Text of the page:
I cannot participate in a boycott of Delta Airlines for becoming too political – in opposition to my views, of course. That is because I avoid flying Delta like a plague – more than the current pandemic, in fact. My avoidance is not political. It is based on two factors – service and safety.
I am not a big fan of boycotts of businesses as long as they stay out of partisan politics. The left sees boycotts as a primary tool of issue advocacy. I do not. The radical left might be less enthused about boycotts if they just looked at their history of success.
In recent years, those on the left have called for boycotts of Wal-Mart, Chick-fil-A, Hobby Lobby and Goya Foods. Not only were the boycotts not successful, they actually backfired – increasing sales for the targeted companies.
While I am not big on boycotts, I do make my personal gesture. I switched to Goya when I appropriated Mexican culture in my kitchen. And I never buy Ben and Jerry’s ice cream.
Delta’s condemnation of the Georgia legislature seems to be over voting reforms that the executives of Company obviously never read. It appears they just absorbed the grossly inaccurate information (lies) from the liberal news media – and President Biden – and piled on. Even the liberal Washington Post gave four Pinocchios – the newspapers worst rating to President Biden for a series of false statements (lies) about the Georgia legislation.
Had Delta officials read the legislation – or talked to the Governor – they would have learned that virtually none of those terrible things emanating from the left were true. There was no early five o’clock closing of the polls. The ban on passing out food and water only limited to political operatives electioneering within 150 feet of the polling place. No ban on nonpartisan groups passing out water and food at any point. The Bill also opened polls on weekends making it easier for workers to vote.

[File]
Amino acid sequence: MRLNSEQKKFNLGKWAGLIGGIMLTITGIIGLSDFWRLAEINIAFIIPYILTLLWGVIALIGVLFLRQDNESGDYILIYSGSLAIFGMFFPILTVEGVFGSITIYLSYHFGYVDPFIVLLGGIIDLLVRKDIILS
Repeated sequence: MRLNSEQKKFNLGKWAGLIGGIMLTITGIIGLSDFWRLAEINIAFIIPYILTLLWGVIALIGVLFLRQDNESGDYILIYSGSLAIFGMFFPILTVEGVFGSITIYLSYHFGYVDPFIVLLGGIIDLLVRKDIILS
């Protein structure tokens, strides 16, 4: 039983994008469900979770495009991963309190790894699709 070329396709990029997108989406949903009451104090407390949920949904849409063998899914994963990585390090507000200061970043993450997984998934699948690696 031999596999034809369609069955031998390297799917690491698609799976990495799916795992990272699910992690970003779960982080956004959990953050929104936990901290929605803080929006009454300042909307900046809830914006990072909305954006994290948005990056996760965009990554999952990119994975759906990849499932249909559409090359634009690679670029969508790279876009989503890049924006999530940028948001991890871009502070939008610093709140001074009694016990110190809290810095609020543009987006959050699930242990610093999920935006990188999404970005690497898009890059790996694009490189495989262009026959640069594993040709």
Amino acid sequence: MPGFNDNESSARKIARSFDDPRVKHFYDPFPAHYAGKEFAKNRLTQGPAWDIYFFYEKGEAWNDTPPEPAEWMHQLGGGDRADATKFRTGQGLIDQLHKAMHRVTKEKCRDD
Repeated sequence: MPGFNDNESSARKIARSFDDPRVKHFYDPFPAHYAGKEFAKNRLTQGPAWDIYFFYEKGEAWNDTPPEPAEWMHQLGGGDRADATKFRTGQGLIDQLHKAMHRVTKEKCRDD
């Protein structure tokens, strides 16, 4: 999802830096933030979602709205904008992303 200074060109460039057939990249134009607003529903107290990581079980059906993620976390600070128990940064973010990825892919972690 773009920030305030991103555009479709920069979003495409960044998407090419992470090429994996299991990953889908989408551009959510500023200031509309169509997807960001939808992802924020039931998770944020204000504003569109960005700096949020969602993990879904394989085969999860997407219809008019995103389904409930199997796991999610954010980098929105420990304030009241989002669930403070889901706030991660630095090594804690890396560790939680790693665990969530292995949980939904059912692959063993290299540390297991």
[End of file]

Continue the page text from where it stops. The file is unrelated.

It would be the height of hypocrisy if Delta opposed the voter ID requirement since they are very strict about showing an ID before boarding a place.
As a commercial enterprise, Delta is supposed to provide a profit for shareholders. That is their legal duty. In this case, the management may well have committed a small malfeasance. The legislature that passed the election reforms is now dealing with a bill to take away Delta’s fuel tax exception – worth tens of millions of dollars each year.
Personally, I hope they do. If Delta wants to play hardball partisan politics based on bogus information – and place public relations above policy — then they should suffer the political consequences.
Cutting the tax break for Delta puts the left in a bit of a conundrum. Oh … they are happy to have Delta join their bogus election law narrative – even if it does ground their corporate plane in the partisan political swamp. But how do they feel about cutting the tax benefit? After all, the left has been screaming about that very subject – tax breaks for big corporations. They just cannot decide if they love big business or hate it. I guess it depends.
And what about the Coca-Cola Company that also switched from being okay with the new law to issuing a statement of harsh condemnation? Not sure what the legislature can do to them, but I have a very tough personal choice.
I have been a Coke drinker my entire life – that would be more than 70 years. I came close to switching brands when some idiots in the front office created “New Coke” – but they did see the error of their ways and the classic Coke was restored. Now, I just may have to switch to another brand of cola.
When all is said and done, Delta and Coke are not likely to suffer any stock-crushing financial setback. Boycotts rarely work. The last time a boycott may have made some difference was in the days of the civil rights movement in the 1960s – and that is even questionable. It was more due to the sit-in and police violence in the Democrat southland that drew national attention and outrage.
I am heading to the grocery store today — and will be agonizing in the beverage aisle.
So, there ‘tis.